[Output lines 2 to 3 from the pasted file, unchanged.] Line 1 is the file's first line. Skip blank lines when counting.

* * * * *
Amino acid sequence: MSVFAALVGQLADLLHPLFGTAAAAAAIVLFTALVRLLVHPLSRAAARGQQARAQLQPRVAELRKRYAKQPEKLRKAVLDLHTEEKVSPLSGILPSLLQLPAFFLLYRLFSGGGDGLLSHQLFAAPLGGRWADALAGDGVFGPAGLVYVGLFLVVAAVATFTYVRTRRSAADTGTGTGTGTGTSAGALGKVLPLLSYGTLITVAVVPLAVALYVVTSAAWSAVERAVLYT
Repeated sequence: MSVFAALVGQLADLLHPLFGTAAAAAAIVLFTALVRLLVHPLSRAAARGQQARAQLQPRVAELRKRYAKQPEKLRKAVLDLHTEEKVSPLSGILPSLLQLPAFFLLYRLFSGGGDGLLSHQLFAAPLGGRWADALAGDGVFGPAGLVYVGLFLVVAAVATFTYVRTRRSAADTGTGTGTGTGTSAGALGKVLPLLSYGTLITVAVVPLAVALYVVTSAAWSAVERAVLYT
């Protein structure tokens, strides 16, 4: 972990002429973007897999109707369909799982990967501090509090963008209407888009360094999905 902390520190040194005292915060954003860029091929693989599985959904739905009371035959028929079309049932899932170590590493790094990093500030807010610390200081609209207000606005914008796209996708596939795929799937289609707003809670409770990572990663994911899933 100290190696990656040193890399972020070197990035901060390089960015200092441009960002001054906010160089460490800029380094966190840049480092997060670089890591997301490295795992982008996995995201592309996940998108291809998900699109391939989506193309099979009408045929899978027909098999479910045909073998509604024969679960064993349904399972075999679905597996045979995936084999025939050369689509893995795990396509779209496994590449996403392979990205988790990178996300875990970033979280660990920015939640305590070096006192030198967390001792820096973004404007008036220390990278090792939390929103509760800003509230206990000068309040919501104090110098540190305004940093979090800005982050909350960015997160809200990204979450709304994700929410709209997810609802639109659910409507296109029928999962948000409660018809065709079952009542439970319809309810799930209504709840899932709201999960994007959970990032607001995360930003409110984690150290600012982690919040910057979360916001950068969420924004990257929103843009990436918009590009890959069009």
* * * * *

Repeated sequence: MSVFAALVGQLADLLHPLFGTAAAAAAIVLFTALVRLLVHPLSRAAARGQQARAQLQPRVAELRKRYAKQPEKLRKAVLDLHTEEKVSPLSGILPSLLQLPAFFLLYRLFSGGGDGLLSHQLFAAPLGGRWADALAGDGVFGPAGLVYVGLFLVVAAVATFTYVRTRRSAADTGTGTGTGTGTSAGALGKVLPLLSYGTLITVAVVPLAVALYVVTSAAWSAVERAVLYT
């Protein structure tokens, strides 16, 4: 972990002429973007897999109707369909799982990967501090509090963008209407888009360094999905 902390520190040194005292915060954003860029091929693989599985959904739905009371035959028929079309049932899932170590590493790094990093500030807010610390200081609209207000606005914008796209996708596939795929799937289609707003809670409770990572990663994911899933 100290190696990656040193890399972020070197990035901060390089960015200092441009960002001054906010160089460490800029380094966190840049480092997060670089890591997301490295795992982008996995995201592309996940998108291809998900699109391939989506193309099979009408045929899978027909098999479910045909073998509604024969679960064993349904399972075999679905597996045979995936084999025939050369689509893995795990396509779209496994590449996403392979990205988790990178996300875990970033979280660990920015939640305590070096006192030198967390001792820096973004404007008036220390990278090792939390929103509760800003509230206990000068309040919501104090110098540190305004940093979090800005982050909350960015997160809200990204979450709304994700929410709209997810609802639109659910409507296109029928999962948000409660018809065709079952009542439970319809309810799930209504709840899932709201999960994007959970990032607001995360930003409110984690150290600012982690919040910057979360916001950068969420924004990257929103843009990436918009590009890959069009």